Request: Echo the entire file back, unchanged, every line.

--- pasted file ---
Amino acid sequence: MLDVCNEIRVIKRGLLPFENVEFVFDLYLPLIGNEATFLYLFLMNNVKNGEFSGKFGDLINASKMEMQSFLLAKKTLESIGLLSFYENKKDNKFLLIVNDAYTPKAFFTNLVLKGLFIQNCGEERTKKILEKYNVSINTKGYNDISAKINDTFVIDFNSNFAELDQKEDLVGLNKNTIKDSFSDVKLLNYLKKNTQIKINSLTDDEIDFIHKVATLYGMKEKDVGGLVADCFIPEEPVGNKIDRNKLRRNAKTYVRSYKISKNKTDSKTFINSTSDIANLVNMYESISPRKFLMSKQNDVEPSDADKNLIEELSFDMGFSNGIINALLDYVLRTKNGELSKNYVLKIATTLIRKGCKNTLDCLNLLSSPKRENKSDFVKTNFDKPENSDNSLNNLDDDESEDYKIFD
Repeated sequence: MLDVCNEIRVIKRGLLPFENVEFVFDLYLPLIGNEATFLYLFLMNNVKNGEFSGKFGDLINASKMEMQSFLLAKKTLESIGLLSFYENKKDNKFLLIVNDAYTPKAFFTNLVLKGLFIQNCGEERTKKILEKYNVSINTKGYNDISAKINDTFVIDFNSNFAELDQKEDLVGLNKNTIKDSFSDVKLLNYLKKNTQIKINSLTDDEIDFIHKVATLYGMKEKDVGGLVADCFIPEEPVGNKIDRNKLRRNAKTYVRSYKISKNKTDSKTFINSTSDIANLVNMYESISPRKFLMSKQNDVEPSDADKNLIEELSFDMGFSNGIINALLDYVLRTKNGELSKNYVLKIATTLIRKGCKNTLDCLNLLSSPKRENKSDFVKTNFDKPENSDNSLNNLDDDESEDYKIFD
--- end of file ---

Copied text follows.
Amino acid sequence: MLDVCNEIRVIKRGLLPFENVEFVFDLYLPLIGNEATFLYLFLMNNVKNGEFSGKFGDLINASKMEMQSFLLAKKTLESIGLLSFYENKKDNKFLLIVNDAYTPKAFFTNLVLKGLFIQNCGEERTKKILEKYNVSINTKGYNDISAKINDTFVIDFNSNFAELDQKEDLVGLNKNTIKDSFSDVKLLNYLKKNTQIKINSLTDDEIDFIHKVATLYGMKEKDVGGLVADCFIPEEPVGNKIDRNKLRRNAKTYVRSYKISKNKTDSKTFINSTSDIANLVNMYESISPRKFLMSKQNDVEPSDADKNLIEELSFDMGFSNGIINALLDYVLRTKNGELSKNYVLKIATTLIRKGCKNTLDCLNLLSSPKRENKSDFVKTNFDKPENSDNSLNNLDDDESEDYKIFD
Repeated sequence: MLDVCNEIRVIKRGLLPFENVEFVFDLYLPLIGNEATFLYLFLMNNVKNGEFSGKFGDLINASKMEMQSFLLAKKTLESIGLLSFYENKKDNKFLLIVNDAYTPKAFFTNLVLKGLFIQNCGEERTKKILEKYNVSINTKGYNDISAKINDTFVIDFNSNFAELDQKEDLVGLNKNTIKDSFSDVKLLNYLKKNTQIKINSLTDDEIDFIHKVATLYGMKEKDVGGLVADCFIPEEPVGNKIDRNKLRRNAKTYVRSYKISKNKTDSKTFINSTSDIANLVNMYESISPRKFLMSKQNDVEPSDADKNLIEELSFDMGFSNGIINALLDYVLRTKNGELSKNYVLKIATTLIRKGCKNTLDCLNLLSSPKRENKSDFVKTNFDKPENSDNSLNNLDDDESEDYKIFD